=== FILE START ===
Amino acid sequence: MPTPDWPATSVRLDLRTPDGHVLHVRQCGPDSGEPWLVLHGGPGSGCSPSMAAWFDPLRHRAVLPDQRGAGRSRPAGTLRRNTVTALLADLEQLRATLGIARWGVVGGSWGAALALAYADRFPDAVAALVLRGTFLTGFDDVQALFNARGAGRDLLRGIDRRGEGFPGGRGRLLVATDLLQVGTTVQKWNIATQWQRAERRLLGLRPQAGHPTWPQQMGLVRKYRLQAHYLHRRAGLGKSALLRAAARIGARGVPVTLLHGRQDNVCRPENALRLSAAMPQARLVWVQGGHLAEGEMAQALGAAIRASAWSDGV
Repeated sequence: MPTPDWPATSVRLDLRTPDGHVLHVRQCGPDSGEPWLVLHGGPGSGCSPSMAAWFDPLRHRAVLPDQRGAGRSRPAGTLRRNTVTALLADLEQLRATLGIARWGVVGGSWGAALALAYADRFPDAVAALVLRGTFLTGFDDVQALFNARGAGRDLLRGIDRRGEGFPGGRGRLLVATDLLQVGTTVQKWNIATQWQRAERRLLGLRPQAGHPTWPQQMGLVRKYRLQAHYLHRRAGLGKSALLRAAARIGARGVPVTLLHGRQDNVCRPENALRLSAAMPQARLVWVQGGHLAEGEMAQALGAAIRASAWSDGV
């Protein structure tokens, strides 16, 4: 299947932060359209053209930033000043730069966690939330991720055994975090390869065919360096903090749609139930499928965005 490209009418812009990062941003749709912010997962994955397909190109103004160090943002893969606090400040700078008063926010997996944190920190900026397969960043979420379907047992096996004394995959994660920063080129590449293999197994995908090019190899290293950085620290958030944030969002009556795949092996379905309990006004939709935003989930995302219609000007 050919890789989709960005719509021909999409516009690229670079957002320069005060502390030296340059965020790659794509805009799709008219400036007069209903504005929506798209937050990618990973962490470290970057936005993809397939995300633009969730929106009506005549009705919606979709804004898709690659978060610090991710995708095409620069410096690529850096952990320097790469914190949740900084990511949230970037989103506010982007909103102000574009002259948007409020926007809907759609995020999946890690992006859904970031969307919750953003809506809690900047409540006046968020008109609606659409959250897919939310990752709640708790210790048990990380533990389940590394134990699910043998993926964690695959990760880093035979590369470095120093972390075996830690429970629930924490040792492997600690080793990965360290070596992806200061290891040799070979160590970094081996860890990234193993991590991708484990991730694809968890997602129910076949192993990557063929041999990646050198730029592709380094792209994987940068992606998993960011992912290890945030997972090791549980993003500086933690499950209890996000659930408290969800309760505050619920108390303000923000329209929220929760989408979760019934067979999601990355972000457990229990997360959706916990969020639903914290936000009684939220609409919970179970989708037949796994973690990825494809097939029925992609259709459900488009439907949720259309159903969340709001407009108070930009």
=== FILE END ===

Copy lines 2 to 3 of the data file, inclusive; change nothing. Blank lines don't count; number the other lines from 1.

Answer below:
Repeated sequence: MPTPDWPATSVRLDLRTPDGHVLHVRQCGPDSGEPWLVLHGGPGSGCSPSMAAWFDPLRHRAVLPDQRGAGRSRPAGTLRRNTVTALLADLEQLRATLGIARWGVVGGSWGAALALAYADRFPDAVAALVLRGTFLTGFDDVQALFNARGAGRDLLRGIDRRGEGFPGGRGRLLVATDLLQVGTTVQKWNIATQWQRAERRLLGLRPQAGHPTWPQQMGLVRKYRLQAHYLHRRAGLGKSALLRAAARIGARGVPVTLLHGRQDNVCRPENALRLSAAMPQARLVWVQGGHLAEGEMAQALGAAIRASAWSDGV
């Protein structure tokens, strides 16, 4: 299947932060359209053209930033000043730069966690939330991720055994975090390869065919360096903090749609139930499928965005 490209009418812009990062941003749709912010997962994955397909190109103004160090943002893969606090400040700078008063926010997996944190920190900026397969960043979420379907047992096996004394995959994660920063080129590449293999197994995908090019190899290293950085620290958030944030969002009556795949092996379905309990006004939709935003989930995302219609000007 050919890789989709960005719509021909999409516009690229670079957002320069005060502390030296340059965020790659794509805009799709008219400036007069209903504005929506798209937050990618990973962490470290970057936005993809397939995300633009969730929106009506005549009705919606979709804004898709690659978060610090991710995708095409620069410096690529850096952990320097790469914190949740900084990511949230970037989103506010982007909103102000574009002259948007409020926007809907759609995020999946890690992006859904970031969307919750953003809506809690900047409540006046968020008109609606659409959250897919939310990752709640708790210790048990990380533990389940590394134990699910043998993926964690695959990760880093035979590369470095120093972390075996830690429970629930924490040792492997600690080793990965360290070596992806200061290891040799070979160590970094081996860890990234193993991590991708484990991730694809968890997602129910076949192993990557063929041999990646050198730029592709380094792209994987940068992606998993960011992912290890945030997972090791549980993003500086933690499950209890996000659930408290969800309760505050619920108390303000923000329209929220929760989408979760019934067979999601990355972000457990229990997360959706916990969020639903914290936000009684939220609409919970179970989708037949796994973690990825494809097939029925992609259709459900488009439907949720259309159903969340709001407009108070930009």